January 24, 2020 | Policy Brief

U.S. Maximum Pressure Campaign Should Target Tehran Stock Exchange and Khamenei’s Business Empire

January 24, 2020 | Policy Brief

U.S. Maximum Pressure Campaign Should Target Tehran Stock Exchange and Khamenei’s Business Empire

The office of Supreme Leader Ali Khamenei announced last week that additional entities under its control would go public on the Tehran Stock Exchange (TSE), enabling them to access capital more effectively. This move illustrates how key regime-controlled enterprises maintain freedom of action despite the U.S. goal of exerting maximum pressure on Iran.

The listing of additional companies within Khamenei’s network will increase the share of TSE’s market capitalization under his control. This in turn will deepen his influence over the TSE, one of the critical barometers of Iran’s economy.

The TSE has become a primary resting place for wandering capital in Iran, which the Supreme Leader’s companies will now be in a better position to attract. The combination of a deep recession and tight currency controls has left many traditionally active markets in the doldrums, including real estate, precious metals, and foreign currency. The banking system has also become a less desirable destination to park money and generate income, because of its structural troubles and a sharp rise in inflation. All this makes the TSE more attractive.

Khamenei’s business empire has a $200 billion portfolio of assets that the United States has not yet subjected to substantial pressure. Khamenei’s most valuable holdings are the Execution of Imam Khomeini’s Order (EIKO), the Mostazafan Foundation, and the Astan Quds Razavi, whose economic arm is the Razavi Economic Organization. Of the three, the United States has sanctioned only EIKO and some of its subsidiaries, but neither extensively nor comprehensively. The U.S. Treasury Department has yet to designate Mostazafan or Astan Quds.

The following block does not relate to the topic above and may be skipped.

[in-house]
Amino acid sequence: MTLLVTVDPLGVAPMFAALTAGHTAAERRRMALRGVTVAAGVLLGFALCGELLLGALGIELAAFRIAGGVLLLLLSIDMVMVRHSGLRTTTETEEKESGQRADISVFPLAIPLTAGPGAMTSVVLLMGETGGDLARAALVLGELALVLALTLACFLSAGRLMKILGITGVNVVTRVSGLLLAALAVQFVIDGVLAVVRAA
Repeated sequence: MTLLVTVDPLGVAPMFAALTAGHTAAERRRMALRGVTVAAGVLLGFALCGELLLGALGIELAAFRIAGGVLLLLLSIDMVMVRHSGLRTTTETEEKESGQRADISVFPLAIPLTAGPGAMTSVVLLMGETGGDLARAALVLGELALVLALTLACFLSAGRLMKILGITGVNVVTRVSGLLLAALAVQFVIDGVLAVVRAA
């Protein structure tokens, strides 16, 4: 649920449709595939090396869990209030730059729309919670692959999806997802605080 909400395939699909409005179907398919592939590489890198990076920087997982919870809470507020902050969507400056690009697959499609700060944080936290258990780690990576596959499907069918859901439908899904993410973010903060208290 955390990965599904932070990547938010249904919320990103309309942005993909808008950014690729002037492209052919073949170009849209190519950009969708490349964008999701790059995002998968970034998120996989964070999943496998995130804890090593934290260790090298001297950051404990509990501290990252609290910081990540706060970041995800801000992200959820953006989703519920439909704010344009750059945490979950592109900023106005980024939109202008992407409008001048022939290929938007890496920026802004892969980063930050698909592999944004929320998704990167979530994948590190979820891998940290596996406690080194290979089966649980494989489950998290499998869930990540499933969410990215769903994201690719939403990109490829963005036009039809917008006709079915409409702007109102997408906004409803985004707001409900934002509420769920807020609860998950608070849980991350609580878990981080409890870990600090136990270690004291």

Treasury has not designated TSE either, although it has ample grounds to do so given that TSE provides financial services to entities controlled by designated institutions, such as EIKO and the Islamic Revolutionary Guards Corps (IRGC), and to entities designated for the proliferation of weapons of mass destruction. Together, the Supreme Leader and IRGC control 20 to 25 percent of the market value of listed companies on the TSE. The initial public offerings of Khamenei-controlled companies will increase their share even further.

TSE plays a significant role in Iran’s economy by absorbing capital and directing it to the companies that need it. Additionally, to remedy the budget deficit created by falling oil exports, Tehran has decided to sell state assets over the next two years, mainly through the TSE. To exert true maximum pressure on Iran, Treasury should designate TSE and its top managers.

Washington’s maximum pressure campaign has been extremely successful so far in terms of creating macroeconomic and fiscal hardship for the clerical regime. Tehran has experienced two consecutive years of recession, double-digit inflation, and major losses of oil revenue. But Washington can still do much more, in particular by targeting Khamenei’s business empire and the TSE.

As Washington increases the pressure on every front – economic, diplomatic, and military – the Islamist regime in Tehran will have to decide whether its nuclear ambitions and bid for regional hegemony are worth the growing risk of a collapse on the home front.

Saeed Ghasseminejad is a senior Iran and financial economics advisor at the Foundation for Defense of Democracies (FDD), where he also contributes to FDD’s Center on Economic and Financial Power (CEFP). For more analysis from Saeed and CEFP, subscribe here. Follow Saeed on Twitter @SGhasseminejad. Follow FDD on Twitter @FDD and @FDD_CEFP. FDD is a Washington, DC-based, nonpartisan research institute focusing on national security and foreign policy.


Iran Iran Politics and Economy Iran Sanctions Sanctions and Illicit Finance